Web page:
Baker, a low-lying 1.64 sq.km. island in the Pacific Remote Island Area (PRIA), is the second northernmost of the Phoenix Islands. Centered at 00.13'N,176.28'W, it is within one degree latitude of the equator. It lies within an arid zone of the tropical Pacific, with insufficient groundwater and rainfall to support continuous human habitation. Although Baker was unhabited at the time of its discovery by Western sailors, Polynesians probably visited it periodically over many centuries to harvest fish and wildlife. The lack of human habitation allowed Baker's coral reefs to remain completely pristine until the early 20th century. Even today it lies beyond the influence of urban centers, associated pollutants and major shipping lanes. In 1857, Baker was claimed by the U.S. under the Guano Act. A short-lived colonization attempt was made between 1935 and World War II, but was abandoned thereafter. A military airstrip was constructed on the island during the war. A no-take island and marine protected area National Wildlife Refuge administered by the U.S. Fish and Wildlife Service, Baker is under the joint jurisdiction of the Departments of Interior and Commerce. Ocean currents transport and distribute larvae among and between different atolls and islands, and particularly in the Pacific equatorial region, define sea surface temperatures (SSTs) and available nutrient regimes. The North Equatorial Current (NEC), Equatorial Counter Current (ECC), Equatorial Undercurrent or Cromwell Current (EUC), and South Equatorial Current (SEC) provide the mechanism by which many species are distributed among the PRIAs, nearby central Pacific islands, the main Hawaiian Islands (MHI), as well as other distant regions.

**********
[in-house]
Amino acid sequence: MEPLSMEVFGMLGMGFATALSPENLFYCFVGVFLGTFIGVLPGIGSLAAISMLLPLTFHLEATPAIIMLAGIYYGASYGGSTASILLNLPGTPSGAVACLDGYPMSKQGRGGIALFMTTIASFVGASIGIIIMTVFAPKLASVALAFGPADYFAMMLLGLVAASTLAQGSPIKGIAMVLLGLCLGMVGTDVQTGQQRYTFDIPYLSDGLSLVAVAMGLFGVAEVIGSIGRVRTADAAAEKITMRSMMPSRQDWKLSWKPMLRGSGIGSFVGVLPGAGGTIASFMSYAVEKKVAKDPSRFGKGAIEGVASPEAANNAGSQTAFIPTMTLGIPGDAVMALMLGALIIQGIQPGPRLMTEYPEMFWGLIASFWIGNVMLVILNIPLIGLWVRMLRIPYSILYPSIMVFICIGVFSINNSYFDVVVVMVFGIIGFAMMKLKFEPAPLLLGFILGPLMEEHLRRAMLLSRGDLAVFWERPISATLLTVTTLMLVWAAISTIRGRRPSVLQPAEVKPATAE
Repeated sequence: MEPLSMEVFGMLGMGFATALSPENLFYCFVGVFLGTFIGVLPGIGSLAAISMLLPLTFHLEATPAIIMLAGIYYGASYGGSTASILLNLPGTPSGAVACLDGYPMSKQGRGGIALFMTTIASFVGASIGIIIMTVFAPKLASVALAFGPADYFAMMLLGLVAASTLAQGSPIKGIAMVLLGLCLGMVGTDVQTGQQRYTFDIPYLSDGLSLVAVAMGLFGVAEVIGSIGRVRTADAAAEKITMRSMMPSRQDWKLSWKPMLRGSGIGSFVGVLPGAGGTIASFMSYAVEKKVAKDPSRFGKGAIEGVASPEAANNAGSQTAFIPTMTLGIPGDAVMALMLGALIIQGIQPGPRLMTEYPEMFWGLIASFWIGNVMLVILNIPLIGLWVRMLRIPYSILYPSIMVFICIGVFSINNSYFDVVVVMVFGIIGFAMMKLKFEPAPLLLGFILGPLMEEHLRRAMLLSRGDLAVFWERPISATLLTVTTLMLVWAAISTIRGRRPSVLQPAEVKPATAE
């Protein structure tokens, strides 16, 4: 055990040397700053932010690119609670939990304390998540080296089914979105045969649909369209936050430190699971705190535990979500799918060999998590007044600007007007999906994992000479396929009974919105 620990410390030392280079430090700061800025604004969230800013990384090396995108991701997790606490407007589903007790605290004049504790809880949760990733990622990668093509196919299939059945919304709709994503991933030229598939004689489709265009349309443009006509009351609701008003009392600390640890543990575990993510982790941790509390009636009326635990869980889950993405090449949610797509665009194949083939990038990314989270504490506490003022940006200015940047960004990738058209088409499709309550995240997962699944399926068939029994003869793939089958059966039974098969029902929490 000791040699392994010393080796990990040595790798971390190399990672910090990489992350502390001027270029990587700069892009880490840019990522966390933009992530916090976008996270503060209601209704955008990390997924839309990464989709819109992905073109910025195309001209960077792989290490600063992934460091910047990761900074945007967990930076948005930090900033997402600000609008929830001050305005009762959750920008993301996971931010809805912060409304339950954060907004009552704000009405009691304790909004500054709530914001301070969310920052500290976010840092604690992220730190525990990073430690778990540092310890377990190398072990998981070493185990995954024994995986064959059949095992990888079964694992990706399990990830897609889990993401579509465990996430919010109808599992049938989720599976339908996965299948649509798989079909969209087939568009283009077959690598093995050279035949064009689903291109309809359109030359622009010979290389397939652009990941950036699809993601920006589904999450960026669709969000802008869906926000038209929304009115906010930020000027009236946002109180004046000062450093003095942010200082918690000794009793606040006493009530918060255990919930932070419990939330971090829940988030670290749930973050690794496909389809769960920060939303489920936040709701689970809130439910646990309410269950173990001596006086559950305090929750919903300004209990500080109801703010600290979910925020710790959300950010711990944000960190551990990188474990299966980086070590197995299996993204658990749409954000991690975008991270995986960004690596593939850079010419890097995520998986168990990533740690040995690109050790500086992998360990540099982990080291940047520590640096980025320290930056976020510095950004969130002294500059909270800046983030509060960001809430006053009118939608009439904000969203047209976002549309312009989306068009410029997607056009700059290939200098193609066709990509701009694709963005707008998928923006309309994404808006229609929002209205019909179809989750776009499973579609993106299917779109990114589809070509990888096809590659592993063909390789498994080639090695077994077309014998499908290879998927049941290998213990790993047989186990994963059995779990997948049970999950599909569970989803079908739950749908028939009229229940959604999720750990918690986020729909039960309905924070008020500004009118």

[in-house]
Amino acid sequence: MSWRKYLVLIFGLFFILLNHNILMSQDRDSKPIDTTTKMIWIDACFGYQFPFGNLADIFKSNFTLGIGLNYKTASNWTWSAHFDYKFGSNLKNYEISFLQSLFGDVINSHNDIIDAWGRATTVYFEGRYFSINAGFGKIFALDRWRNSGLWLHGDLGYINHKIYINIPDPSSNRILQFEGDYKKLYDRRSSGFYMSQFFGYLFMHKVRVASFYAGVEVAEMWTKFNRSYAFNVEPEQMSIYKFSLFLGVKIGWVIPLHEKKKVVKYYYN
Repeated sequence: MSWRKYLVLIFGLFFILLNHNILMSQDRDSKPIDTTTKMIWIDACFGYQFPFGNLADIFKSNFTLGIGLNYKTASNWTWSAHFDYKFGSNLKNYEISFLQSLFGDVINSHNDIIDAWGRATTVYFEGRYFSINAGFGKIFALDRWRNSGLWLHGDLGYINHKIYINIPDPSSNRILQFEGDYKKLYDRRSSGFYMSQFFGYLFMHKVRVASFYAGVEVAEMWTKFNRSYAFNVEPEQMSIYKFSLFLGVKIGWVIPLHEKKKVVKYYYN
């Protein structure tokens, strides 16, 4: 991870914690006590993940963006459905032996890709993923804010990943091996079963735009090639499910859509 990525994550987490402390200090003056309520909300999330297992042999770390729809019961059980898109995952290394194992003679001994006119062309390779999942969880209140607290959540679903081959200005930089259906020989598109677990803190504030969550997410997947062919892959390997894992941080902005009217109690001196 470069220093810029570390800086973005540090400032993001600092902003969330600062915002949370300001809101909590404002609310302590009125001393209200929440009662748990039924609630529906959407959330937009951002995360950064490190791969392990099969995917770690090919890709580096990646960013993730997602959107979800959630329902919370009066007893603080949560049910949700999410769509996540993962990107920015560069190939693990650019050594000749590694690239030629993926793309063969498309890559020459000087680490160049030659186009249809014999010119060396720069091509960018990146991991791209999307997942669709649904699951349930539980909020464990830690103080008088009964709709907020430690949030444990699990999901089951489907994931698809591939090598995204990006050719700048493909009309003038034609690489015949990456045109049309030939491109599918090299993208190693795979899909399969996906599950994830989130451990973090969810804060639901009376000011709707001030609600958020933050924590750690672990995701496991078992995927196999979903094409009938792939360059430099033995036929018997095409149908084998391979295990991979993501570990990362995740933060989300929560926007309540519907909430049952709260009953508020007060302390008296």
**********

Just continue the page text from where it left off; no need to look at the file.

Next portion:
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Resource Description: Digital video images that are geo-referenced to navigation files.